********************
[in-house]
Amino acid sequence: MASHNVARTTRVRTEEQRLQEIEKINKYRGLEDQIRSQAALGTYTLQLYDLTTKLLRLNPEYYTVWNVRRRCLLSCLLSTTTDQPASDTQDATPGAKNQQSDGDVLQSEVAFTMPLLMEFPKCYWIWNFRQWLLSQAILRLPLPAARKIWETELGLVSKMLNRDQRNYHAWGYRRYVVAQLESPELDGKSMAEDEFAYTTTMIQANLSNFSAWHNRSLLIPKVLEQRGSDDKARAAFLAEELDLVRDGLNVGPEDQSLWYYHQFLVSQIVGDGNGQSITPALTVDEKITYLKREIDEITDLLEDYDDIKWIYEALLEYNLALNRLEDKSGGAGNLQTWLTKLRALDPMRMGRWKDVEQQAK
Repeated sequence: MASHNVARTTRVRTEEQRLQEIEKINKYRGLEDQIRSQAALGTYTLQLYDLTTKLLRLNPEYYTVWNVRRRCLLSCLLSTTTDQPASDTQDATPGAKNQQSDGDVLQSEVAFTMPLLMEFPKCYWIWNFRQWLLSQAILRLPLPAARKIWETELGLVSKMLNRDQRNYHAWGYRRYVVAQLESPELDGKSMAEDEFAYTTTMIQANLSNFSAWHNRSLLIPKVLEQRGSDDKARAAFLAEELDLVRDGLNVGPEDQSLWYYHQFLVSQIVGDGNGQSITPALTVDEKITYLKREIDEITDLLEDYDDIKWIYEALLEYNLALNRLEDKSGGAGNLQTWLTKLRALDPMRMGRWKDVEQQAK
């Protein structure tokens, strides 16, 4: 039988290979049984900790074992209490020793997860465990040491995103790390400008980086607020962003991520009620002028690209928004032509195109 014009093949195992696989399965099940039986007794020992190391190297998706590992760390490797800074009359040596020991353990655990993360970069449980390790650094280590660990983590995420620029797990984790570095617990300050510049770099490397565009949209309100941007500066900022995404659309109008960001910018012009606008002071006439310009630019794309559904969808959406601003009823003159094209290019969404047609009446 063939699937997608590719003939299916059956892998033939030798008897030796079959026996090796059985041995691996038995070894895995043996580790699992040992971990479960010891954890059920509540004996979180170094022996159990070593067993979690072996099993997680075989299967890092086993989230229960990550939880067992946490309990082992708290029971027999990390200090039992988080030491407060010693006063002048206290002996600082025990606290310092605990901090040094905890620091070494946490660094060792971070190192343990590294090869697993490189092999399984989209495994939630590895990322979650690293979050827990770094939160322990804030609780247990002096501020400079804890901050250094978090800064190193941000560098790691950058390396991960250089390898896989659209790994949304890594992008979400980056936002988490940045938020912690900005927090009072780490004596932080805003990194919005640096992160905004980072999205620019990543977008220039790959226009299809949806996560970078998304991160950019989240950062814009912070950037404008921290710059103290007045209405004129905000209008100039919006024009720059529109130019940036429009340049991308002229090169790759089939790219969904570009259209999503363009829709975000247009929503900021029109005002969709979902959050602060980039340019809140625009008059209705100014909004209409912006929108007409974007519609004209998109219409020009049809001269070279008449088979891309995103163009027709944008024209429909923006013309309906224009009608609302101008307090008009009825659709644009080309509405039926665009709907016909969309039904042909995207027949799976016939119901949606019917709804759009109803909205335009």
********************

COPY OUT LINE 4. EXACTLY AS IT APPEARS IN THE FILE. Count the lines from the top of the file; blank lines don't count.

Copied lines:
């Protein structure tokens, strides 16, 4: 039988290979049984900790074992209490020793997860465990040491995103790390400008980086607020962003991520009620002028690209928004032509195109 014009093949195992696989399965099940039986007794020992190391190297998706590992760390490797800074009359040596020991353990655990993360970069449980390790650094280590660990983590995420620029797990984790570095617990300050510049770099490397565009949209309100941007500066900022995404659309109008960001910018012009606008002071006439310009630019794309559904969808959406601003009823003159094209290019969404047609009446 063939699937997608590719003939299916059956892998033939030798008897030796079959026996090796059985041995691996038995070894895995043996580790699992040992971990479960010891954890059920509540004996979180170094022996159990070593067993979690072996099993997680075989299967890092086993989230229960990550939880067992946490309990082992708290029971027999990390200090039992988080030491407060010693006063002048206290002996600082025990606290310092605990901090040094905890620091070494946490660094060792971070190192343990590294090869697993490189092999399984989209495994939630590895990322979650690293979050827990770094939160322990804030609780247990002096501020400079804890901050250094978090800064190193941000560098790691950058390396991960250089390898896989659209790994949304890594992008979400980056936002988490940045938020912690900005927090009072780490004596932080805003990194919005640096992160905004980072999205620019990543977008220039790959226009299809949806996560970078998304991160950019989240950062814009912070950037404008921290710059103290007045209405004129905000209008100039919006024009720059529109130019940036429009340049991308002229090169790759089939790219969904570009259209999503363009829709975000247009929503900021029109005002969709979902959050602060980039340019809140625009008059209705100014909004209409912006929108007409974007519609004209998109219409020009049809001269070279008449088979891309995103163009027709944008024209429909923006013309309906224009009608609302101008307090008009009825659709644009080309509405039926665009709907016909969309039904042909995207027949799976016939119901949606019917709804759009109803909205335009």